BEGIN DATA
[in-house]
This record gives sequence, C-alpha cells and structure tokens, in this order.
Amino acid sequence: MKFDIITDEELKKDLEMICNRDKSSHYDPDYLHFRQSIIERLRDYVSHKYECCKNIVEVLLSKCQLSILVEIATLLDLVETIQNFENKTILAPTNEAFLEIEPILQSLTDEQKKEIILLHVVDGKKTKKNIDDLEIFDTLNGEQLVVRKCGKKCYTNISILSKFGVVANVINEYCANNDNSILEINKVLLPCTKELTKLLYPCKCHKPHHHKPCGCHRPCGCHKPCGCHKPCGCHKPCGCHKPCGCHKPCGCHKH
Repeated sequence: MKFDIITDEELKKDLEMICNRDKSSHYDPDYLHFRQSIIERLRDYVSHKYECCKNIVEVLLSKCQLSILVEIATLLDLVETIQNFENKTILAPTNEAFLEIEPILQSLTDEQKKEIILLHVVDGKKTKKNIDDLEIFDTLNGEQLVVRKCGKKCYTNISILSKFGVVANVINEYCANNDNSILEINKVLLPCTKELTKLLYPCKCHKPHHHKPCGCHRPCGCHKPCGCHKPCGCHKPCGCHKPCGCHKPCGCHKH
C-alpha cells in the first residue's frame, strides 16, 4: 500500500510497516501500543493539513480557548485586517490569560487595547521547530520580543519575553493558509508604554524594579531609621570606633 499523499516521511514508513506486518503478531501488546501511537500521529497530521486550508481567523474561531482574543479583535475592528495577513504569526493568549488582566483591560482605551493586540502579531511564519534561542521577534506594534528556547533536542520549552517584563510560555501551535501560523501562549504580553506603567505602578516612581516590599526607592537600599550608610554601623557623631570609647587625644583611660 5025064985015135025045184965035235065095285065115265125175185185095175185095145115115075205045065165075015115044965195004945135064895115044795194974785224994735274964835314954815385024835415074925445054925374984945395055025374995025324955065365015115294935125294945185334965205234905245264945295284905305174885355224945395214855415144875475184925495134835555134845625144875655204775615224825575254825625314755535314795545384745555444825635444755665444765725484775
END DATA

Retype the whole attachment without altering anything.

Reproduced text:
[in-house]
This record gives sequence, C-alpha cells and structure tokens, in this order.
Amino acid sequence: MKFDIITDEELKKDLEMICNRDKSSHYDPDYLHFRQSIIERLRDYVSHKYECCKNIVEVLLSKCQLSILVEIATLLDLVETIQNFENKTILAPTNEAFLEIEPILQSLTDEQKKEIILLHVVDGKKTKKNIDDLEIFDTLNGEQLVVRKCGKKCYTNISILSKFGVVANVINEYCANNDNSILEINKVLLPCTKELTKLLYPCKCHKPHHHKPCGCHRPCGCHKPCGCHKPCGCHKPCGCHKPCGCHKPCGCHKH
Repeated sequence: MKFDIITDEELKKDLEMICNRDKSSHYDPDYLHFRQSIIERLRDYVSHKYECCKNIVEVLLSKCQLSILVEIATLLDLVETIQNFENKTILAPTNEAFLEIEPILQSLTDEQKKEIILLHVVDGKKTKKNIDDLEIFDTLNGEQLVVRKCGKKCYTNISILSKFGVVANVINEYCANNDNSILEINKVLLPCTKELTKLLYPCKCHKPHHHKPCGCHRPCGCHKPCGCHKPCGCHKPCGCHKPCGCHKPCGCHKH
C-alpha cells in the first residue's frame, strides 16, 4: 500500500510497516501500543493539513480557548485586517490569560487595547521547530520580543519575553493558509508604554524594579531609621570606633 499523499516521511514508513506486518503478531501488546501511537500521529497530521486550508481567523474561531482574543479583535475592528495577513504569526493568549488582566483591560482605551493586540502579531511564519534561542521577534506594534528556547533536542520549552517584563510560555501551535501560523501562549504580553506603567505602578516612581516590599526607592537600599550608610554601623557623631570609647587625644583611660 5025064985015135025045184965035235065095285065115265125175185185095175185095145115115075205045065165075015115044965195004945135064895115044795194974785224994735274964835314954815385024835415074925445054925374984945395055025374995025324955065365015115294935125294945185334965205234905245264945295284905305174885355224945395214855415144875475184925495134835555134845625144875655204775615224825575254825625314755535314795545384745555444825635444755665444765725484775